Stefan Dezil is a multi talented filmmaker who works for a commercial production company where he hires directors for commercials. We talk about everything from how exactly the world of commercials works to the film industry at large.
See Stefan's latest film THIRST on HULU and Youtube at
Follow us on Instagram @onceuponafilmindustry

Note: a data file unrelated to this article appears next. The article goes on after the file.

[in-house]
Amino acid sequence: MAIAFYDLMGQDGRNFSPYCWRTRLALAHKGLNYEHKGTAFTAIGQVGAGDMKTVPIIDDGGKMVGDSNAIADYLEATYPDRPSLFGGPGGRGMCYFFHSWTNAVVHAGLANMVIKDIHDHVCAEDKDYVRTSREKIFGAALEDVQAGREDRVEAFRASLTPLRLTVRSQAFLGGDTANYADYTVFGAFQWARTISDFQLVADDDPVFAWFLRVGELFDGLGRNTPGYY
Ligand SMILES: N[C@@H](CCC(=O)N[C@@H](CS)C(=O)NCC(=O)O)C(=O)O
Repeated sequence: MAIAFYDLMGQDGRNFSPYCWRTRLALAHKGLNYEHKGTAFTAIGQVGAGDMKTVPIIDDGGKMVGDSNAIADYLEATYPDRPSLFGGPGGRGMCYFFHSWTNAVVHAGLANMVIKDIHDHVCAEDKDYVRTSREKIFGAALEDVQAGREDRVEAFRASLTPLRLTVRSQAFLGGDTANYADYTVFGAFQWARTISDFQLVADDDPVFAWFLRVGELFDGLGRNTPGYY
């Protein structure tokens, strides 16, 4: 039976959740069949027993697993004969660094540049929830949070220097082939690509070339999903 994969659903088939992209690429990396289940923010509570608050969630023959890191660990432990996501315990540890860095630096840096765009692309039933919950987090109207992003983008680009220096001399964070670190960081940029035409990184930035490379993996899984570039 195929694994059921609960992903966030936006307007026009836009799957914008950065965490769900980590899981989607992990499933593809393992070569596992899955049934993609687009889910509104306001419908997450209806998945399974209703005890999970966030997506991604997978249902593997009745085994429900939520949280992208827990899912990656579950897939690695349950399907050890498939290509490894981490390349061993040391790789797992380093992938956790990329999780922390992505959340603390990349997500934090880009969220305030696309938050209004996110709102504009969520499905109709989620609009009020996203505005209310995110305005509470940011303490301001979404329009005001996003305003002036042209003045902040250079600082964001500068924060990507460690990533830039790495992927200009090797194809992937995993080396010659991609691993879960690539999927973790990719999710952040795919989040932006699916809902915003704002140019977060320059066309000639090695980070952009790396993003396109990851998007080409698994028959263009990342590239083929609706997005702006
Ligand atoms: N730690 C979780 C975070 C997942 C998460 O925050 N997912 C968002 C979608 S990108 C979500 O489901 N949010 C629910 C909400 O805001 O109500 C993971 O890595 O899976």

Hi, everybody. We are here with Stephen diesel. Stephen diesel is a talented, talented filmmaker. He also works with a commercial company with a commercial company. It's called superlative. As you can hear Steph is also a voiceover artist. hear that voice give you some more stuff. velvet. Dark chocolate ice cream. Have to go to Baskin Robbins right. Now Steph is a super talented guy, and we're happy to have him. We want to know a little bit about Steph where Steph came from Steph, what is your story? Like? How'd you get your start as an artist? Okay. Okay. Well, first off, Steven and Alan, thank you so much for having me on the podcast. means a lot to me. Steven, you know, we've been basically family out here. You're the closest thing I have to family in LA. I feel that Yeah, I'm from New York, also Long Island. And I also grew up in South Florida if you're Caribbean or Haitian, usually you have family in Florida and New York pretty much. So actually, I don't know this about you stuff. But what was the first thing that you jumped into? Was it acting? Was it filmmaking? Was it writing? Like, what was the first thing and how young did you start? First thing I've jumped into was fine arts, you know, just like drawing and painting. So that and theater was sort of the origin of my filmmaking journey. And I'm thankful to my folks kind of introducing me to movies growing up from kung fu movies and cowboy films that I would watch it my dad, and my mom showing me a lot of foreign films. And it was it was late in college, when I started to teach myself how to make movies, which came because this is a very random story. But my father had an encounter with Wesley Snipes, and that was on a cruise ship. And when my dad told Wesley that he had a son who was interested in acting, and and all the craft of filmmaking, and then Wesley told my dad to tell me to become a storyteller, and a producer of sorts, because we needed more people like that, in the industry. And this is before the Renaissance that we've had now with everything from Ryan coogler, to Isa Ray and Ava DuVernay. So this is before all that was going on? And yeah, that when you when you're, you know, blade blade is giving you advice? Oh, absolutely. I mean, when your father told you that, what was your take on it? It was very eye opening to me. And also, this doesn't apply to everyone. But like, I always knew I wanted to be a storyteller more than being just a cog in a story, you know, in the machine of a story. So it was it was kind of just like a catalyst. Would you say that? That was the moment if that didn't happen, you wouldn't have gotten into film. I think I still would have gotten into film but I probably would have just focused on acting and performance and making small projects on the side on my own. But that definitely got me thinking and it organized. My, my cognitive approach to to art and filmmaking and my personal journey. That's dope. I mean, for the people who are listening, Stephen diesel is one of the most talented actors I've ever met, and I've been around a really long time in this industry. Stephen diesel's a beast. Oh, man, he'd be gassing me. I'd be guessing. No, no, I saw he's I gotta say I saw some of your work. I saw your reel and it was quite impressive. We're gonna have to tag Wesley Snipes on this and tell him you know, Oh, I love how Lopez he's a business mind. I see that. Tag Wesley Wesson, you know about his agent right now. Wait, owl. Are you also from the East Coast? I am born and bred from Brooklyn, New York. accent I was like, wait a sec. I can't get it. And you know what? I decided to keep it forever, man. Well, Brooklyn. So we got New York up in here in the building in the building. So listen up, because you do all these things. I want to know if you've ever thought about this, which is actually interesting to me. What natural gifts or privileges however you see it do you think you had that led you to believe that this industry was for you? That's a good question. I think it's having the right people. To champion you, because as an artist, we are always seeking some kind of validation. Yeah, right. Yeah. And for a long time, I wasn't sure if, if I was meant to do some of the things that I was doing and, and, you know, so many stories of people who have attempted, and they moved out to LA for two years, and then they ended back home or they never even got a real job in the industry, or they came very close to things. But for me, I got validation from some very, very incredible and, and, and iconic figures in my life who cemented that confidence in myself. And I mean, just to shout them out, you know, like Tommy Oliver, who is behind black love, on, on on. And and he wrote, wrote and directed this great movie with Hill Harper called 1982. And then another friend of mine, Jessica Goldberg, who also like so early on in my career told me that she thought that I was, yeah, I mean, she just she, she inspired me, because she admired my talent. And that was before I was even really making any of my movies. She just said that based off of conversations we had on her script, and you know, now she's gone. She's writing a movie for the Russo brothers. Oh, nice. That is fantastic. Nice. I feel like, I feel like your major skill. And I could be off here, correct me if I'm wrong, but I feel like your major skill is connecting with people like you, you, you have the ability to connect with people instantly, and build little communities. Like how many times do you say, Oh, I have a buddy. I have a buddy who? That's always telling me how many buddies he got. I'm like, Steph, Do you know anybody? Yeah, yeah, I got a buddy who are cool, cool. I feel like, I feel like that's one of your, your, your best gifts. And you're able to, I guess, I think people can take a lot away from that as well. You know, it's so important man, especially Look, I am good at just superficially just connecting with people, you know, just in terms of holding conversation. But most importantly, to me, and I and I have to give credit to this novel that I read before I moved out to LA seven and a half years ago. It's called good in a room. And it's by Stephanie Palmer. And she just talks to it's how important it is to keep a small circle and keep those people close to you. Rather than trying to extend all these tendrils all over town and getting all these business cards randomly and like emailing a million people, I don't really do that I, I have a few very strong connections that happened to also be personal with people who are in the industry doing incredible things like yourself, Steven, you know, and and these are people who I connect with. And then when I say I have a buddy, it's usually like one of those few people that I keep in touch with. And then they have a friend who can who can put me in the right direction, if I'm looking for something on my behalf or someone else's path. Right? And would you say stuff that you know, I mean, networking is a big part of the film industry? I mean, it sounds like what you're saying is exactly that. But how much of an impact do you think networking will have in a person's career when they're getting into the film industry, I think it's important to just get out there because you want to make friendships, and you want to make friendships not just based on the film industry, you want to make friendships with people who connect with you, on a personal level, because when you're working on a film or a TV show, you're talking years of investment on a project or development. So you want to you want to make friendships with people. So you definitely got to go out there. And then I also have to shout out this other guy. His name is Dallas Saunier. And he's another guy who like, has been very instrumental in a lot of my development. And I worked as a PA on a film with him 10 years ago, and it's like, we just kept in touch beyond film. You know, I remember like, we know when any of us would have a tragedy in our lives or, or success like you just reach out. And and you call them. Don't just send an email. It's all about some there are some old fashioned approaches that I think are timeless. So like talking on the phone and hanging out with people in person. I mean, I know right now we got a social distance but as much as you can, and be creative about that, for the introvert, that's listening. Someone who is like shy, he's not really into connecting with people. Do you? Do you think it's so important that they need to get out of the comfort zone? Or do you think there's another way around it these days With the advent of tic Tock and YouTube, if they can make a name for themselves on the internet, and find a way to garner an audience and connections just through the medium of the internet, if they don't want to go out there and person, use that medium. But if not, I mean, you can make a great movie, but nobody will see it if you don't talk to the right people, and get it out there. And frankly, even in making films for me, my process of making films has gotten better. Because I've been out there and I've been meeting better DPS, better a colorist ad, you know, and and just meeting these people at film festivals or on someone else's set that you vibe with, you need that you need that chemistry and alchemy, to find its way into your life. And one of the things I admire about your career is that whether it's voiceover, whether it's doing music videos, you becoming a very well rounded person, it within the industry by being exposed to all these things. Do you think like someone who's starting off, let's say, as a director or an actor, do you think that they like should stay within the industry or just focus on Hey, I'm going to be an actor. And in the meantime, I'm going to be working at a pawn shop or something like that? I mean, what what do you recommend? Well, Steven knows this, I worked in hotels for four and a half years out here before I got to a point where I could just sustain myself on income from the film industry. So if if you need to survive, just to be out here, get that survival job, and find a way to make sure that it's flexible enough that you can focus on the things that you want to do. And then also, I think there's an issue of getting a survival job that don't forget the main reason why you're out here, like your main hustle. If it's in the film industry, then make sure that's number one. So if you need to call out sick because you have an audition, or a pitch meeting or development meeting on something, you better call out sick no matter what, because if you need to get a job, you'll find another survival job, Bro, I know all about survival job. Y'all know, I've had I've had 10 of them that you brought up a good point, right? Like state, you gotta stay focused on what, why you're here and what's driving you and what you want. Like, you got to stay focused on that end goal. Even if you get sidetracked, and I'm sure everyone gets sidetracked every once in a while, right? I mean, but at the end of the day, you got to stay focused on the purpose of why you hear and then and then to the other point, or your other question, which is, what to focus on, I do think it's good to concentrate in one medium. Yeah, I happen to do a lot of things. But I'm in I'm in a kind of a rare case, because I'm mostly concentrated on filmmaking, that's like my number one thing right now. And when I introduce myself to people, that's, that's basically kind of how I'm introducing myself. But, you know, the other things are more to supplement my income, because like, you know, I mean, just just to live in LA, and if you have any, any interest in trying to buy property at some point, you know, like, you kind of need multiple revenue streams, and things like voiceover, and, you know, freelance gigs that I do for ad agencies and things like that, like, those are really great creative outlets. That happened to pay decently also, but but I would say, to focus on one thing, at least at least get yourself some representation, and in a place where people see that you have a portfolio in it. How'd you get into voiceover? And yeah, and and like, how do you practice for voiceovers? voiceover is was more of a very serendipitous journey. So when I was working at a nother production company, they needed somebody to do a scratch track, which is basically they just needed somebody to just record something, like literally just so that they had somebody saying something over the Edit, you know, so they they're like, hey, Steph, you got a good voice what you want to just come like record this really quick for the client, you know, like, they just need somebody before they book the actual voiceover artists. And what happened was, was that they like my voice, you know, and they were like, yo, let's book this dude. And, you know, it was like, $250 in a pocket at that point. It was kind of like, you know, like, like, not that much money. But that one led to them asking me to do a different sports team. And then I did like three or four. And then when I had those, another friend of mine who worked at an ad agency, he was like, Hey, I like those things that you did. I actually have this commercial that I'm producing and like you're doing would be perfect. And then they booked me for that. And then when I got my, my representation as a film maker, they actually saw that I had a voiceover reel. And I was like, Oh, you know, like I could, you know, help make you guys other money doing the voiceovers, if you could connect with a voiceover agent. And that's, that's, you know, like, I'm so thankful to, you know, my management, you know, Randy Qian at Luba Rocklin for kind of for, for looking that up. And did you take classes for it? Uh, no, you know, I did, I did. There's a, there are different voiceover coaches. And I have, I've done like, a couple little sessions with a voiceover coach. But for the most part, you know, it's kind of just like, you know, it's like singing, you know, in that you just, you kind of like, listen to certain songs and you just trying to, like, you know, for me, I listen to certain ads, and I'm like, okay, that's like, like, when I'm reading something for KFC, or I'm, you know, auditioning for a KFC thing. I watch a bunch of the KFC spots. And I'm like, okay, that's the vibe. That's, that's the cadence that they like, that's the kind of, you know, they like a little bit more swagger to it. Or the characters are colorful, you just kind of get a sense of the tone. And, and, and the vocal qualities that different clients are interested in. So going back to day jobs, superlative was your main job there. What do you do? I am the manager of creative development at superlative. So I build the roster of directors in the commercial industry that they that our company represents. And then I pitch those directors for different commercial jobs around the country. And when they also shoot outside of the country. Oh, nice. So do you actually you don't travel to do these pitches, right? Are they all like zoom? Google meat sort of pitches? Well, especially now with zoom? Yeah. Before there were a few where we could actually go to the ad agency, especially when it was local. But we wouldn't usually fly out because the director could be located in Ohio, and then the agencies in Florida. So that coordination, you know, it would need to be done over the internet? Can you walk us through the process of like, how does that process work for you dealing with directors, agencies, and then your company coming in? And then you developing the director? Like, how does that work? So the film, the film industry, right is comprised of like different aspects you have, you have film, TV, and then you have like digital, which is kind of comprised of all this new media stuff on the internet. And then you have I mean, commercials in the commercial production company is a little different. Ours is we focus on developing directors to direct broadcast commercials on TV, that's like the prime bread and butter is getting a 32nd McDonald's commercial that plays on the Superbowl, right. And to get that a director needs to have a reel of three to five commercial spots. And those three to five commercial spots are basically what I use to build a reel and pitch that director for different requests and creative that we get from an ad agency. So I say I'm a director from out of Kentucky, and I want to get started in this. And I love commercials, I want to get started in commercials. What's my first step? I think the reel should basically be comprised of three to five spots that are like actual commercials. And you know, they don't need to be Amazon, Google Yahoo. But they need to be tied to some actual brand. So if you're like, yeah, like, if you're some guy in Kentucky, you know, or, or, or, or a woman in Kansas, and you can't get in touch with like an ad agency or big clients like that. Make a 62nd or a 32nd commercial for your local restaurant, or, you know, for your local shirt, surf shop. Or for a startup, if you're in San Francisco, or in a place where there are tech startups or like in Seattle, that that that would would be ideal. And then it's really important that those three to five commercials need to be in the same genre, like the same vein, right? Like they need to, they need to feel like like you're making three to five commercials like in comedy dialogue or visual storytelling like or that's like emotional or just to show that you have a grasp of a certain genre and a medium. And frankly, I think the same thing kind of ties over into long format feature filmmaking where if you're trying to make a feature sci fi, and then you have like, a three minute comedy sketch short, it's gonna be pretty hard to pitch you for that job. I think that's a really big when it comes to this industry is about if you want to get paid starting out, you do have to kind of pigeonhole yourself. I mean, I think there's always some exceptions to the rule. There's always some outliers. But for the most part, I feel like to get paid, you got to sort of find your niche and work the hell out of it. Exactly. And then what happens when people you know, in the industry, I hear this term used quite often, which is range, you know, in the film industry, like, how do you? How do you show range, but yet still stay in the same in that genre that stuff was talking about? I also feel like that's, like, over time, maybe? Yeah, no, that's over time. Like, cuz, like, for instance, I feel like, and this may be not with everybody, but a lot of artists, when they start out, they make the most artsy thing that's esoteric, and everybody wants to be Martin Scorsese, or Ingmar Bergman, or Spike Lee, kind of like with their first thing, and it's like that, hey, I'm Fincher, yeah, you know, that's cool. But sometimes it's like, why don't you just try to just tell a story. You know, and frankly, if you even go back to some of those guys, first films, you know, it's just like, it's economical storytelling, frankly, I think the best. The, you know, like, the best company to look at for economical storytelling in its most like, kind of intrinsic form is Pixar. Yeah, you know, and, like, just study how they can convey, you know, a full story and emotion. And, and a tone with, with with like, not too many images, right? And it's just like, and but but, you know, and and it's also adhering to the format of cinema, right? In and out. That's Pixar right? Inside Out. inside and out, in and out burger. Pixar presents, animal style. Hey. Back to commercials. What do you do with a director who, maybe you're backing? Maybe you're pushing maybe a pitching but he's not quite he or she's not quite getting it? Then like, maybe they're being a problem a little bit? How do you handle that? Are you the taskmaster? Or do you have a higher up? How's that work? I'm, I'm pretty much when it comes to pitching, I am the person who, who helps kind of like manage that. That facet of the bidding process. And yeah, I mean, if it directors in, in a certain, in a in a creative rut, as a production company, we're there to support them as much as possible. And frankly, that means supporting them with other artists, you know, graphic designers, image researcher, or, you know, storyboard artist, and even supporting them, you know, as a filmmaker myself, with references, and research, and all those sorts of things. And sometimes sometimes a person needs a day developing a director, right? Like, what's the end goal of that? Right? So you find that director, you see his reel, you say, Man, you know what, I can work with this, this is a diamond in a rough, Let me massage a little bit more, let me give him my feedback, you start pitching him, he then starts landing jobs. I mean, at what point does the development stop? And then does he get off of that process? And then moves away from you guys? Or does he continue to stay with you guys, and you continue to develop them in other areas? Yeah, in my experience, it's always a constant development. And I think that's the best form relationship as an artist, I mean, I don't think you ever really want to get to a point where you're just like, yeah, like, you know, I'm the shit, like, at this point, so anything I do, is just, you know, I mean, even even some of the top directors on the planet can make a can make a, you know, a poorly reviewed film, or, or, or bad commercial or bad web series, you should always have people in your corner. And frankly, it's a project to project thing. And then also, in that development, you know, certain directors are like, you know, what, I never got to shoot something, you know, with a group of people in a boat, you know, like, how do I do that. And then and then, and then you start to show them, commercials or short films that can capture that. And then and then you find different creative methods that, you know, like, you study Jaws, and oh, that's how that's how they were able to capture the shark. So with it with each project, I think that you're always kind of in a in a constant process of reinvention. So do you have a pool of talented directors that you go to all the time? Or are you constantly saying hey, this pool is saturated already and they have too much work I need to go find and develop another another director. Every production company has like their go to who are directing for the company. So you need to have those people on roster because basically, as a production company, like your bread and butter is basically is based around the talent that you have. And then yeah, you know, like you're always kind of scouting for new talent because every couple years, there's a new look, there's a there's there's there's there's something that's trending. There's something thing that's a little bit different, you know, you're kind of always looking for a new point of view, you know, a new way to shoot sneakers, a new way to shoot, you know, a dialogue scene in a mall, you know, it's like, oh, this person is trying something like completely new. That's a new perspective. Let's talk to them. Speaking of like, new cultures, that's happening, two things are going on right. Now, of course, we all know COVID are in quarantine and all that. And Black Lives Matter. And from my experience, it is flipping Hollywood upside down, in very drastic ways. Yep. Do you think this is a this is a permanent flip? Or is this just a flash in the pan? What do you what are your thoughts on that? history would tell us that it won't be permanent? Yeah, that's, that's my thought. Even even when you look at the news, it's like, you know, you see that they're recasting you know, certain characters on a cartoon, to make sure that they're voiced by black people, or, you know, someone who's actually mixed race or somebody who's actually Asian, you know, which is cool. But at the end of the day, until we have more people of color, and more margin, people who come from marginalized groups and underrepresented groups of people, at the actual decision making seats, it'll still be the same next year, you know, until someone is like, actually, until the head at Warner Brothers, you know, like, the CEO of Warner Brothers of Warner media happens to be somebody who looks like us, frankly, it's gonna be the same, you know, and and it's, it's a, you know, it's it's a great thing, the initiatives that they're doing, but we need more heads of industry, right? In all industry. Absolutely. What do you and this is, you know, slightly off, but what do you think about the ideology of someone like Tyler Perry, someone who says, forget, invited me to the table, I'm going to create my own table? What do you think about that? Do you think that is something that is we should all be trying to do as marginalize as black people as brown people as whatever? Or do you think it's something where it's like, you know, that's not really going to happen for everybody, and let's just try to get at this table, let's try to, you know, work our way into the systems that are already in place. I think it depends, you know, to each his own, I think it's fantastic with Tyler Perry is done. And, you know, like, he's doing it on the production side. And again, like I said, we need more heads of industry, we need more people on the distribution side, right, because Tyler Perry has it deal with own and Lionsgate right? own is Oprah, which is awesome. But outside of that, you know, like, who are our other outlets for distribution, you know, who are at the at the heads of industry, and and we need to be able to distribute our own material as well. So that's why you kind of you kind of need people at some of those older a distribution entities like, again, like Warner Brothers universal, you know, I mean, University of Donna Langley, you know, but we need more people like that at different a different distribution platforms. How did the commercial world influence your filmmaking now? Because you just made a short film, right? Yeah, I just finished a new science fiction movie. So how is Yeah, how is all the producing and all the dealing with the directors? How is that informed or helped your filmmaking? I really know what it is to have a sense of point of view, when you're trying to say something with images, you know, and convey that again, in an economical way, not just like a bunch of shots. And then the commercial industry? Also, I would say, like, there, there, there is no other specificity, that that that that I think exists in any other medium than in commercials and an advertising because in advertising, when you have a frame, and you're trying to sell a Coca Cola ad, when that Coca Cola is sitting, and then there are four people sitting in that room drinking Coke, and they're hanging out, there are a lot of things that matter. You know, when you're making a movie or a TV show, it's just like, okay, there's a group of people do they have a good vibe, they're good actors, whatever, you know, but like, when you're working commercials, they're like, okay, you these four people fit our demographic. That person is not smiling enough. That guy's hair, you know, doesn't look well polished enough. And then beyond the people in the frame, then there's like, you know, wait, why? Why is that tree the leaves on that tree? Don't look well groomed. So can we fix the leaves there? Oh, there's not enough red in the frame that reflects the brand. can we fix that turn that coat can this way. I mean, there's just like, and then you have a dozen people from the director, production company, client agency side, all giving input to make sure that every frame reflects the best for what needs to be advertised. So Steph, this is a once upon a film industry. So what is your Act Three? What is your ultimate goal? We jumping into porn baby diesel in the house. Act Three, I mean, Steven, I'm right there with you, you know, like I would love to, I would, I would I would love to act in a feature. I've acted in features, but I like to play like, a lead role in a feature film would be really nice to do. And then also, you know, I'm trying to get my own feature off the ground right now with my team, so that's why my latest film was basically made to help to help support this feature that I've been developing for for a little while. So that that would be Act Three, and then you know, and then what comes after that. I mean, again, it's like, I want to find ways to to help support more up and coming artists like like ourselves and, and also, you know, be become or help create somewhat of a gatekeeper myself. Nice. I mean, I feel like I've known you for what, seven, eight years now, sir, something like that. And I feel like we've worked together so many times, but we really only done one project together. Well, yeah. Where I've like acted in it. Right. And like, yeah, and then yeah, it just emancipation, just emancipation. I mean, yeah, we're always together on some capacity on the project. But But Chuck, shout out to emancipation great film, shout out. And just be films, calm. Check it out. Check it out. Lovely, lovely movie. Steven. Steven knows how to get such great, rich emotional performances. And his dialogue is knockout. Thank you, brother. Appreciate that. Appreciate that. So this is a podcast about stories. So Steph, I'm gonna need you to tell a story about you on set. And I'm just gonna say you have to tell the story about when I piayed on your short film, and that dude, almost Oh God, there is no details. Rather, uh, I'm not gonna say any names. But this is just, this is just good for any filmmaker to just know that, like, I mean, I I learned that going into any project, make sure you have, I mean, even now, right with the COVID safety precautions, just make sure you make sure your shit is buttoned up, man. You know, like in terms of safety, and, and, and water, and bathroom and emergency services, like, you know, as much as it is, it's good to kind of be adventurous. You know, you can be adventurous if you have three people and it's just like you camera guy. Yeah, you can be kind of adventurous, but just be very cognizant of the kind of people you're working with. Anyway, so that's just the preface this story, which is on a certain film that Steven had worked on, as well. And in this film, there happened to be, there's a, there's a, there's a young man running in the outdoors, and then there's supposed to be in an old man chasing this person. Right. And what I didn't realize was that we're filming in, you know, 100 degree weather in the blistering heat in the valley of Ohio. And when we got out there, it was very hot, we had water. But again, with the safety precautions, that just does, that doesn't just mean making sure everything's good on set, it's the day before, making sure people are aware of Hey, guys, it's gonna be very hot tomorrow. So make sure you hydrate and make sure you get your rest. And this is where the nearest emergency services are. Because what happened was, we got out there, and, you know, our older cast member happened to overheat in, in, in the middle of the forest in Ohio. And we didn't have all, you know, like, all the emergency services and things buttoned up. And literally on the second take a he collapsed, you know, and, and, and, and after he collapsed, I mean, we were also nervous, and he had a seizure. And we were very, very nervous about what was happening. And, and then yeah, we had to call, you know, like emergency services, you know, like to come and, and, and take him to the hospital. And frankly, and this is also the nature of not following all the procedures that are necessary by certain entities. And, and yeah, and, you know, I put that on my fault. I put that on, you know, like, I mean, just just just just just our whole team just making sure that you know that like our our actors were all well taken care of before the shoot and yeah, I mean, I I cried on set that day, because I thought that one of my cast members was going to die. And, you know, I remember I bought I bought flowers and chocolate to this guy's house afterward. And, you know, it was really nice to be kind of forgiving for it. But, you know, that was definitely a very important life lesson that I'm Am I gonna lie? That was definitely my scariest moment on set. You call me up and like, Hey, man, you helped me out with this little shoot and like, yeah, pa for you, whatever you need me to do, man. We go out there as hot as hell. And then this guy collapses man and I'm just like, what is happening right now? That sounds scary. Did they call it a helicopter or anything like that? No. There's like the ambulance came and things. We were in like a secluded area. Yeah, yeah, the ambulance had to drop. They had to like clip the fence and then drive up the hiking trail. It were like a mile into this. Yeah, kind of open wilderness area. Yeah, they drove in and they got him and it was pretty intense. Yeah. And it was just the hydration you know, but yeah, I mean, something something like that. That might seem so trivial. is such a big deal. And and can can can place people's lives on the line. Absolutely. So everybody listening, make sure you hydrate. proper safety precautions when you fill me in remote area x. Where can we find your stuff? Yeah, I'm not on social media. But I do have a website Stephan diesel.com. s diesel.com. You can find me on Vimeo Stephen diesel and then I'm only I'm on LinkedIn. That's that's my one social media platform. And I'm reachable. You know, Jimmy, do you have any projects out like any YouTube links or anything like that? We can. Yeah, so I have I have the triptych of three films that I've done. The third one is is about to come out. But the first two are Yeah, the treadmill and blackberry you can find on my website. And then I have a new film. We're releasing the the teaser publicly for people to see. It's called martyrdom. And it's a science fiction. socio politically charged. action flick. Nice. No, I can't wait to see that. I'm a big sci fi fan. So seen a trailer and it's dope. Steven. Yeah. Feel free to show our the the link that I sent you. Oh, yeah, for sure. Show Absolutely. No, it's a dope dope piece. And I really love Blackberry. blackberry played it a few festivals as well. And it was a really, really nice piece. Thank you, man. Thanks for being so much, Steph. You're the man. Love you, bro. Love you too, man. Thank you so much, Steve. out man. Thanks a lot. Take care man. Stay blessed. If you like this episode, and you're listening on Apple, please leave us a review. You can also follow us on Instagram at once upon a film industry. For more on Stephen diesel. You can see his latest short thirst on Hulu and YouTube. link in the show notes. See you next time guys. Thanks for listening.